Last week’s SF Unified and Oakland Unified School District sickouts were the shape of things to come at Bay Area schools, as Oakland teachers are pulling another one, as are many other East Bay schools.
Given the current Omicron-variant walloping, it’s difficult to tell whether school district sickouts are really labor action pushback, or if tons of students and teachers are legitimately out sick. But San Francisco Unified’s sickout last Thursday — or a combination of the action and actual illnesses — did produce a 20% absence rate among faculty. Oakland Unified teachers held their own sickout the next day, and forced the closure of at least 12 schools.
Now KTVU reports there are more sickouts to come, as Oakland Unified teachers are holding another sickout this Thursday, and teachers at a few schools in the West Contra Costa Unified School District are also pulling one-day or multiple-day sickouts. The Chronicle adds that Hayward Unified has gone all-remote this week, with the district “saying more than half the teachers were out and 500 of the 21,000 students had tested positive for the virus.”
Per KTVU, families in Oakland received a letter from teachers saying, “A sickout is an act of defiance in which large numbers of teachers and/or staff call in sick. We must push our superintendent, school board directors, and Oakland Unified School District to drastically improve health and safety conditions in Oakland schools."
Teachers are calling for KN95 masks, and increased testing capacity. These are starting to roll in at some districts, but teachers say it's nowhere near enough. Meanwhile, school districts plead with teachers to show up, as they’re using retirees and parents as substitutes, or just sitting kids in auditoriums for hours on end.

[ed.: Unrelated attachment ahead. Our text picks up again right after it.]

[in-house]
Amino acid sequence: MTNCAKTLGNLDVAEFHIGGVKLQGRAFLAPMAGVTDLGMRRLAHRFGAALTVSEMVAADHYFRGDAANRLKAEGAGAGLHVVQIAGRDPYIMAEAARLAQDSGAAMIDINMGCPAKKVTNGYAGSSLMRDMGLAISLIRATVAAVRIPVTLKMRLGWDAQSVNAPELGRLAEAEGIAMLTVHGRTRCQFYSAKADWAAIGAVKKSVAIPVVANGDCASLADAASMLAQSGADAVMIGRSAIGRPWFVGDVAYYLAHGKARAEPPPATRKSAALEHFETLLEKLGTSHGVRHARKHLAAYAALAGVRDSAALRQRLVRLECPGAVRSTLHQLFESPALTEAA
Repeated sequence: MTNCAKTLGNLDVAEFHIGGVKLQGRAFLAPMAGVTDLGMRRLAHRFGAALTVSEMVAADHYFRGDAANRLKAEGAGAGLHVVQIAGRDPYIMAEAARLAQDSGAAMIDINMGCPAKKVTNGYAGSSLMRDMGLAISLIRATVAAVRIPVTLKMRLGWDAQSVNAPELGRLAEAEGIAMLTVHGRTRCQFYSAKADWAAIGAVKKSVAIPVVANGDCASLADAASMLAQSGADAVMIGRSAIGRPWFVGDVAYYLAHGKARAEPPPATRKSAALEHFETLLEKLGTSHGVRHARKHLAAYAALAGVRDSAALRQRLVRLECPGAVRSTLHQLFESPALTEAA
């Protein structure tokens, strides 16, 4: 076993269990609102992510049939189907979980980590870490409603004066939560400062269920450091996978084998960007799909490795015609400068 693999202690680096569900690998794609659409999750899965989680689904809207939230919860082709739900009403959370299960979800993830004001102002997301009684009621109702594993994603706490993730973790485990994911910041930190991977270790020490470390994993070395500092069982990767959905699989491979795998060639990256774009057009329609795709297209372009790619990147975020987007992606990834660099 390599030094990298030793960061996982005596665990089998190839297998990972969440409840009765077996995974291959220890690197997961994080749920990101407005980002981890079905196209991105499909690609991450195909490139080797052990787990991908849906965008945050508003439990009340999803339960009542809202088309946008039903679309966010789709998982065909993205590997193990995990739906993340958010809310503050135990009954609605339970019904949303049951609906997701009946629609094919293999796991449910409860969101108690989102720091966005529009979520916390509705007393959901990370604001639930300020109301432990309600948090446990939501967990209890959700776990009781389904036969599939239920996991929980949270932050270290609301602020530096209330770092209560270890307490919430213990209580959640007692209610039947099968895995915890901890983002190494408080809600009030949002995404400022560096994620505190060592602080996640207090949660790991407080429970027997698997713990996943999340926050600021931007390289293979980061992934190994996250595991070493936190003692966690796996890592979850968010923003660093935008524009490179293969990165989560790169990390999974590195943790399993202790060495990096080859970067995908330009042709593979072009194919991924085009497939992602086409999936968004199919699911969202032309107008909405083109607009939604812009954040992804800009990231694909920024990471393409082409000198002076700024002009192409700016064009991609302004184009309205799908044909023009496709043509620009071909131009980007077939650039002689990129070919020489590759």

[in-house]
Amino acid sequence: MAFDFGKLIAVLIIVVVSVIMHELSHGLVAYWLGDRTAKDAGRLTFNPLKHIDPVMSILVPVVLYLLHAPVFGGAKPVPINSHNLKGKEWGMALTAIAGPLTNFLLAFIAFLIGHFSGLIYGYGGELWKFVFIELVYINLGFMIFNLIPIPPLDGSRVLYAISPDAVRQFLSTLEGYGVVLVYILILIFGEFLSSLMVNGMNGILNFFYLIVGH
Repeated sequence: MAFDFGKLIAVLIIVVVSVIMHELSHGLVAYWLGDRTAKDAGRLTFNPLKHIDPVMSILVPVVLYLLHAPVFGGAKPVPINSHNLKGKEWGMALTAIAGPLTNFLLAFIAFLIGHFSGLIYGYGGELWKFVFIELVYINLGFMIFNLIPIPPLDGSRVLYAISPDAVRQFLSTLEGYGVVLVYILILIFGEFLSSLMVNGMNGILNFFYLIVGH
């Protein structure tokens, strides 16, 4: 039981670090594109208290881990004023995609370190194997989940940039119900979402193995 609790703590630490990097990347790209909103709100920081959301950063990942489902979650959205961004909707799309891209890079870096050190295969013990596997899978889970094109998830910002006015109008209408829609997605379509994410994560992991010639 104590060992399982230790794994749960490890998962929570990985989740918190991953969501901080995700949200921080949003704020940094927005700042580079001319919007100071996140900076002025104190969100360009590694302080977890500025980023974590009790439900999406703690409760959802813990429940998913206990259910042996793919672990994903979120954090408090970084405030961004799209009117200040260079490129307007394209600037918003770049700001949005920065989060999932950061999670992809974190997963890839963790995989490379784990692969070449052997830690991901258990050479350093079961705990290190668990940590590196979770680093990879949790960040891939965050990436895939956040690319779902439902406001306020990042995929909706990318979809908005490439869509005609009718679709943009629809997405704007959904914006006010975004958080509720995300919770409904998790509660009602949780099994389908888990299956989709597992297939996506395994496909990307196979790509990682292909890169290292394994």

"Employees coordinating with one another to call in sick together is unacceptable and will not be tolerated,” West Contra Costa District superintendent Kenneth Chris Hurst said in a statement to KTVU. “This type of action is not helpful and exacerbates our current issues, causing immense challenges for the remaining school community who do show up."
Gavin Newsom did sign an executive order making it easier to hire substitutes, but that won't take effect for months. And this is not just a Bay Area issue, things are a lot worse in New York City and Chicago. And at least here, we do not have parents losing their minds and throwing anti-mask and anti-vaccine tantrums.
“We’ve been running a marathon for two years, and the rules keep changing while the finish line keeps moving,” San Francisco Unified deputy superintendent Gentle Blythetold the Chronicle. “We are fortunate to be in a place where we fundamentally agree on masking, vaccinations and science.”
Image: Kelly Sikkema via Unsplash